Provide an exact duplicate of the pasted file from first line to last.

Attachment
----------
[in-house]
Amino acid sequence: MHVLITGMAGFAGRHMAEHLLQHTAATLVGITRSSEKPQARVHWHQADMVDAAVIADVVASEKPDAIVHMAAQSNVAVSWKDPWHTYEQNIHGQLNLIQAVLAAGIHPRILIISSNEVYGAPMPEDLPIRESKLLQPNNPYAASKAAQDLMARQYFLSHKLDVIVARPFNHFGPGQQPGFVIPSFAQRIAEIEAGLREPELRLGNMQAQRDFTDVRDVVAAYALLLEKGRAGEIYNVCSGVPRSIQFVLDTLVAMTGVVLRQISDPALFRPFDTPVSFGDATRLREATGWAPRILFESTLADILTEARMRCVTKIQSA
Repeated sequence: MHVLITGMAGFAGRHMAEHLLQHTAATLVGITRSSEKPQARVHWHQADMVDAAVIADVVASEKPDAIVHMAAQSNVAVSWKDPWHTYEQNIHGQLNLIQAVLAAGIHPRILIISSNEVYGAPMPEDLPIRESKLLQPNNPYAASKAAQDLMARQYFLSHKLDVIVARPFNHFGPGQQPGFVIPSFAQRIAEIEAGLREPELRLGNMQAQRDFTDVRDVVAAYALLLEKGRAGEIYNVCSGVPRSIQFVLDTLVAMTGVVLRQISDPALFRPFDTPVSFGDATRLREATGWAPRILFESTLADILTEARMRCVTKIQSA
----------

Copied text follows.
[in-house]
Amino acid sequence: MHVLITGMAGFAGRHMAEHLLQHTAATLVGITRSSEKPQARVHWHQADMVDAAVIADVVASEKPDAIVHMAAQSNVAVSWKDPWHTYEQNIHGQLNLIQAVLAAGIHPRILIISSNEVYGAPMPEDLPIRESKLLQPNNPYAASKAAQDLMARQYFLSHKLDVIVARPFNHFGPGQQPGFVIPSFAQRIAEIEAGLREPELRLGNMQAQRDFTDVRDVVAAYALLLEKGRAGEIYNVCSGVPRSIQFVLDTLVAMTGVVLRQISDPALFRPFDTPVSFGDATRLREATGWAPRILFESTLADILTEARMRCVTKIQSA
Repeated sequence: MHVLITGMAGFAGRHMAEHLLQHTAATLVGITRSSEKPQARVHWHQADMVDAAVIADVVASEKPDAIVHMAAQSNVAVSWKDPWHTYEQNIHGQLNLIQAVLAAGIHPRILIISSNEVYGAPMPEDLPIRESKLLQPNNPYAASKAAQDLMARQYFLSHKLDVIVARPFNHFGPGQQPGFVIPSFAQRIAEIEAGLREPELRLGNMQAQRDFTDVRDVVAAYALLLEKGRAGEIYNVCSGVPRSIQFVLDTLVAMTGVVLRQISDPALFRPFDTPVSFGDATRLREATGWAPRILFESTLADILTEARMRCVTKIQSA